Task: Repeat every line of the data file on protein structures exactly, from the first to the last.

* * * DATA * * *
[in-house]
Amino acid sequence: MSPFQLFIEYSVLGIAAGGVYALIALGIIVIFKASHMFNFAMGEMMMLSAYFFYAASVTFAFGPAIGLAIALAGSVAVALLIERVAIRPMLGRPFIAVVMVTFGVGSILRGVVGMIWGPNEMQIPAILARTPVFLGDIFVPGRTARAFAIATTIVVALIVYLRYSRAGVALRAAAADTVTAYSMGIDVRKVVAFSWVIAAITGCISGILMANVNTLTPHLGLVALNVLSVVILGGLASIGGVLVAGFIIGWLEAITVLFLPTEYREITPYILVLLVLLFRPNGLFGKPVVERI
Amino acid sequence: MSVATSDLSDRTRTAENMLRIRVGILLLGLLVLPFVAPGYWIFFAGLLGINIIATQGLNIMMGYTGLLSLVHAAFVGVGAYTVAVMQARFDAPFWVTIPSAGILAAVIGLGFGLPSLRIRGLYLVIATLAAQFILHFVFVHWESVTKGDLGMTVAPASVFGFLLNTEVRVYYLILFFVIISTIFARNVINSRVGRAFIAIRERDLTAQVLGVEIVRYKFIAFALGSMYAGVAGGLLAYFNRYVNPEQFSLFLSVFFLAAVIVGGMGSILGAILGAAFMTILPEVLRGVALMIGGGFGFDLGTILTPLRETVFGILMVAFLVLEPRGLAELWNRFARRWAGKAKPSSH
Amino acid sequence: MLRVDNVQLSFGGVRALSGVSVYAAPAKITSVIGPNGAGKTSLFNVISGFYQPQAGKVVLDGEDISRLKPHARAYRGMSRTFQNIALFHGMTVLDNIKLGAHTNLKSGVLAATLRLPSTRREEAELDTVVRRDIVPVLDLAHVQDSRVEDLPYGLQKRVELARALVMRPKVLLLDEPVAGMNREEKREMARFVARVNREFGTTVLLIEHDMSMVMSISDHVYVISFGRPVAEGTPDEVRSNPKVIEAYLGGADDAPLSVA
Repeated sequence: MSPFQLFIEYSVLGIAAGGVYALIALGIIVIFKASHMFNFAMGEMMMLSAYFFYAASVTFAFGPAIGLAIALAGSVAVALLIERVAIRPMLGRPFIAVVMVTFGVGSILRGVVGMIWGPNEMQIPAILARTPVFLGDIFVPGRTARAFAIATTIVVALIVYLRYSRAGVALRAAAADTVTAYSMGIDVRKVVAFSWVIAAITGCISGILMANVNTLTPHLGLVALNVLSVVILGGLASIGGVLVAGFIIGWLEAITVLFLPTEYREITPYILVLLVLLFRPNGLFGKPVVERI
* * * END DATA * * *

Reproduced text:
[in-house]
Amino acid sequence: MSPFQLFIEYSVLGIAAGGVYALIALGIIVIFKASHMFNFAMGEMMMLSAYFFYAASVTFAFGPAIGLAIALAGSVAVALLIERVAIRPMLGRPFIAVVMVTFGVGSILRGVVGMIWGPNEMQIPAILARTPVFLGDIFVPGRTARAFAIATTIVVALIVYLRYSRAGVALRAAAADTVTAYSMGIDVRKVVAFSWVIAAITGCISGILMANVNTLTPHLGLVALNVLSVVILGGLASIGGVLVAGFIIGWLEAITVLFLPTEYREITPYILVLLVLLFRPNGLFGKPVVERI
Amino acid sequence: MSVATSDLSDRTRTAENMLRIRVGILLLGLLVLPFVAPGYWIFFAGLLGINIIATQGLNIMMGYTGLLSLVHAAFVGVGAYTVAVMQARFDAPFWVTIPSAGILAAVIGLGFGLPSLRIRGLYLVIATLAAQFILHFVFVHWESVTKGDLGMTVAPASVFGFLLNTEVRVYYLILFFVIISTIFARNVINSRVGRAFIAIRERDLTAQVLGVEIVRYKFIAFALGSMYAGVAGGLLAYFNRYVNPEQFSLFLSVFFLAAVIVGGMGSILGAILGAAFMTILPEVLRGVALMIGGGFGFDLGTILTPLRETVFGILMVAFLVLEPRGLAELWNRFARRWAGKAKPSSH
Amino acid sequence: MLRVDNVQLSFGGVRALSGVSVYAAPAKITSVIGPNGAGKTSLFNVISGFYQPQAGKVVLDGEDISRLKPHARAYRGMSRTFQNIALFHGMTVLDNIKLGAHTNLKSGVLAATLRLPSTRREEAELDTVVRRDIVPVLDLAHVQDSRVEDLPYGLQKRVELARALVMRPKVLLLDEPVAGMNREEKREMARFVARVNREFGTTVLLIEHDMSMVMSISDHVYVISFGRPVAEGTPDEVRSNPKVIEAYLGGADDAPLSVA
Repeated sequence: MSPFQLFIEYSVLGIAAGGVYALIALGIIVIFKASHMFNFAMGEMMMLSAYFFYAASVTFAFGPAIGLAIALAGSVAVALLIERVAIRPMLGRPFIAVVMVTFGVGSILRGVVGMIWGPNEMQIPAILARTPVFLGDIFVPGRTARAFAIATTIVVALIVYLRYSRAGVALRAAAADTVTAYSMGIDVRKVVAFSWVIAAITGCISGILMANVNTLTPHLGLVALNVLSVVILGGLASIGGVLVAGFIIGWLEAITVLFLPTEYREITPYILVLLVLLFRPNGLFGKPVVERI